WASHINGTON, March 27 (UPI) -- To most Westerners, the terms Kazakhstan and energy are synonymous with the country's dramatic rise as a petro-state since the 1991 collapse of the Soviet Union.
Like its oil industry, though, Kazakhstan's hydroelectric industry has roots in the Soviet era, and today the country's efforts to develop its hydroelectric potential are entangled with the conflicting policies of the other post-Soviet "stans," Turkmenistan, Uzbekistan, Tajikistan and Kyrgyzstan, which effectively control the flow of the majority of the region's rivers. Unlike its neighbors to the east, however, Kazakhstan's hydroelectric industry contributes only a small percentage to the nation's electricity grid, currently providing about 14 percent of the country's total energy output.
Vladimir Lenin placed a high priority on developing the Soviet Union's energy potential and said in 1920, "Communism is all power to the Soviets plus the electrification of the whole country." The Eighth All-Russia Congress of Soviets, held in Moscow in December 1920, subsequently adopted a plan for the electrification of the country, worked out on Lenin's initiative and instructions, the first long-range economic plan of the Soviet state, which Lenin called "the second Party Program."
The 5.63-megawatt Khariuzovskaia hydroelectric power station on the Khariuzovka River in eastern Kazakhstan was a centerpiece of the Soviet Union's first Five-Year Plan inaugurated under Lenin's successor Josef Stalin and the second built in the Soviet Union, after the Volhovskaia hydroelectric facility, coming online June 14, 1928. The facility would eventually be joined by other hydroelectric facilities on the Gromatuha and Ulba rivers as part of the Leninogorsk hydroelectric cascade built during the next two decades. It had a total installed capacity of 14 megawatts, and the power was used in industrial and mining enterprises.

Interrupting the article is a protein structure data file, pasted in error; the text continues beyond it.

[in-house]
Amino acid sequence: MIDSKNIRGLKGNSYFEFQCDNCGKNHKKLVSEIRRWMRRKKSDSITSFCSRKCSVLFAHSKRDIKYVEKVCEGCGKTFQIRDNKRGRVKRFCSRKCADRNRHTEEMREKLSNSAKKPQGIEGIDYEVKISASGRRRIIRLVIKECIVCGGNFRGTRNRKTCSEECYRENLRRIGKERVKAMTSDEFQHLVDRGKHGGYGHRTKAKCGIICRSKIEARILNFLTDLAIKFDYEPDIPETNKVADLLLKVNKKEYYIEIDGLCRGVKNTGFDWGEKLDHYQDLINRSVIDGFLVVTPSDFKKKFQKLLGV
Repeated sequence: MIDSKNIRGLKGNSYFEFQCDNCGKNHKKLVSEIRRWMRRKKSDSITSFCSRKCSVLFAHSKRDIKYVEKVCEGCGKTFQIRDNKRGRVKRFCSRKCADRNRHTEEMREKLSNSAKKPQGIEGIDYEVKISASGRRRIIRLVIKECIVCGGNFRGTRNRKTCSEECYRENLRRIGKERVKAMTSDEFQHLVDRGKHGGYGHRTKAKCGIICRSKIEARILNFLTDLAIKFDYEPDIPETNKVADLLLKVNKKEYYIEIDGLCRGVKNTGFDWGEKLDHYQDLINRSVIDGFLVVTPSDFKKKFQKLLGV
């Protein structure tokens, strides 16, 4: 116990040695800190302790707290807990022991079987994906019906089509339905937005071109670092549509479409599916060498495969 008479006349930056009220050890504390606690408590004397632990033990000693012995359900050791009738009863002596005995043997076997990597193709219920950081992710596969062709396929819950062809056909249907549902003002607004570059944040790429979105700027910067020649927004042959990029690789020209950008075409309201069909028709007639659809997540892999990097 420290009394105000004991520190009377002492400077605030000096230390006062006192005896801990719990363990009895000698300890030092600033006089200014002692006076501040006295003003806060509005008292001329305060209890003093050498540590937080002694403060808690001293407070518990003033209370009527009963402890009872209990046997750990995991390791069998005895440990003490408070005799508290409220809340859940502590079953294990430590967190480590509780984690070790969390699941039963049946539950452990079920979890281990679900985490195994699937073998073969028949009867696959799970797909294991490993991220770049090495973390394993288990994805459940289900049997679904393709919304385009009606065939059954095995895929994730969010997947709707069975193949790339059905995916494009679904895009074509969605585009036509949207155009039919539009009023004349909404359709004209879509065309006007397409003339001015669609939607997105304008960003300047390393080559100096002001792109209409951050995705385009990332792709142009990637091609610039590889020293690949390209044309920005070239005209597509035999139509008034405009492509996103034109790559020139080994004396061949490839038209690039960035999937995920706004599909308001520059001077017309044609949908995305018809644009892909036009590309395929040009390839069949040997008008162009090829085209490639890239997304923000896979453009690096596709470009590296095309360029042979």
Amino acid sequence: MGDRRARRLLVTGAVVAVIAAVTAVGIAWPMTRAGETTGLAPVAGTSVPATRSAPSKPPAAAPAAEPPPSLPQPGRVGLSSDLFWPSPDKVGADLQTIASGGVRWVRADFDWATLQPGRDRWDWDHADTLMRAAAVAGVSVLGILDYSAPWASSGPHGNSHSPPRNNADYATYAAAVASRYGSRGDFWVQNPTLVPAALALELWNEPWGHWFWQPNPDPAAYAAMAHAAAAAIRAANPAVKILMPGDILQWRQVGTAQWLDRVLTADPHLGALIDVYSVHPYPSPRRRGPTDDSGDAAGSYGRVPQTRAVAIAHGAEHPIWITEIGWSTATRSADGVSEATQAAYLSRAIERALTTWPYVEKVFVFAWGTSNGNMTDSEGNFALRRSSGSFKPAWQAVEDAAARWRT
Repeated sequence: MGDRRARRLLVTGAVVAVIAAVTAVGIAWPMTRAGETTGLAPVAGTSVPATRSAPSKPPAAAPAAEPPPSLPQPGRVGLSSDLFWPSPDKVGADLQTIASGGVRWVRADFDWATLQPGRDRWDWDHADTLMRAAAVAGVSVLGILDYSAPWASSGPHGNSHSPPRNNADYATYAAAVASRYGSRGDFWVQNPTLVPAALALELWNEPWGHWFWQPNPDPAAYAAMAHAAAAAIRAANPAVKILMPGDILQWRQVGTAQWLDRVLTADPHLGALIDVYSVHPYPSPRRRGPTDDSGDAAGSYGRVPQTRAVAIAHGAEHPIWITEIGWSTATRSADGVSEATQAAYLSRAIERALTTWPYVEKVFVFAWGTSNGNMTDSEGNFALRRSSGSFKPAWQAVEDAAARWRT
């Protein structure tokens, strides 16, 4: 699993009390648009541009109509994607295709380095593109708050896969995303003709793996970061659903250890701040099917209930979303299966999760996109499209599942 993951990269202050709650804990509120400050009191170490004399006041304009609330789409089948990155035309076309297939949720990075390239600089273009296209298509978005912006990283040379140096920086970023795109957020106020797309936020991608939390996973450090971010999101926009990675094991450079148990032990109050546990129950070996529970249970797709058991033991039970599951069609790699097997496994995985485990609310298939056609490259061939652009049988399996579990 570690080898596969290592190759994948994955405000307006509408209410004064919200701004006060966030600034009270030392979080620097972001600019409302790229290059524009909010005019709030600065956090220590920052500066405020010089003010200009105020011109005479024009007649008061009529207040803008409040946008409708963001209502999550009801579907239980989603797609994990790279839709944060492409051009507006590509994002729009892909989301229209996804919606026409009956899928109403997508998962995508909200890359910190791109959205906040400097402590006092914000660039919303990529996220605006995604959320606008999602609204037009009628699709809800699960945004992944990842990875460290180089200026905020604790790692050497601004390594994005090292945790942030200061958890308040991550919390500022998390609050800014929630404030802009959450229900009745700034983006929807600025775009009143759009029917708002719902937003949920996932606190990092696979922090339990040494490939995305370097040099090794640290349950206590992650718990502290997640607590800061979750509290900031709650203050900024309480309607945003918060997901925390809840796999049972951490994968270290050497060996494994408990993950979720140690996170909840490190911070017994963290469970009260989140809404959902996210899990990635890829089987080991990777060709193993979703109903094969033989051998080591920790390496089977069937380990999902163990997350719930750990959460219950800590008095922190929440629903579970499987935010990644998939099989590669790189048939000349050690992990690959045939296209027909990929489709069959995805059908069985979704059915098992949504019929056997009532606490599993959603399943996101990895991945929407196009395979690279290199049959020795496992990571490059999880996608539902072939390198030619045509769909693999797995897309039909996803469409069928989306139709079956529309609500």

By the time the Soviet Union collapsed, two-thirds of Kazakhstan's electricity was generated by coal-fired plants as Soviet planners decided to developed the union's Central Asian hydroelectric facilities farther east, in Tajikistan and Kyrgyzstan. Those regions used the headwaters of Central Asia's largest rivers, the Amu Darya and Syr Darya, for power generation. Under the Soviet system, the alpine republics regulated their water flows to the downstream republics -- Uzbekistan, Kazakhstan and Turkmenistan -- for agrarian use in return for electrical and hydrocarbon supplies in the winter months from their westerly neighbors.
The arrangement collapsed along with the Soviet Union, leaving the downstream states flooded in the winter and parched in the summer as Kyrgyzstan and Tajikistan, both hydrocarbon-poor, increasingly resorted to water releases to generate electricity during the bitter winters. With the fall of the Soviet Union electricity, production in Central Asia fell dramatically, and projects for new power stations were scrapped. In the resulting economic chaos, nationalist positions among the new states hardened. Energy exchanges between the region's countries fell by more than half between 1990 and 2000.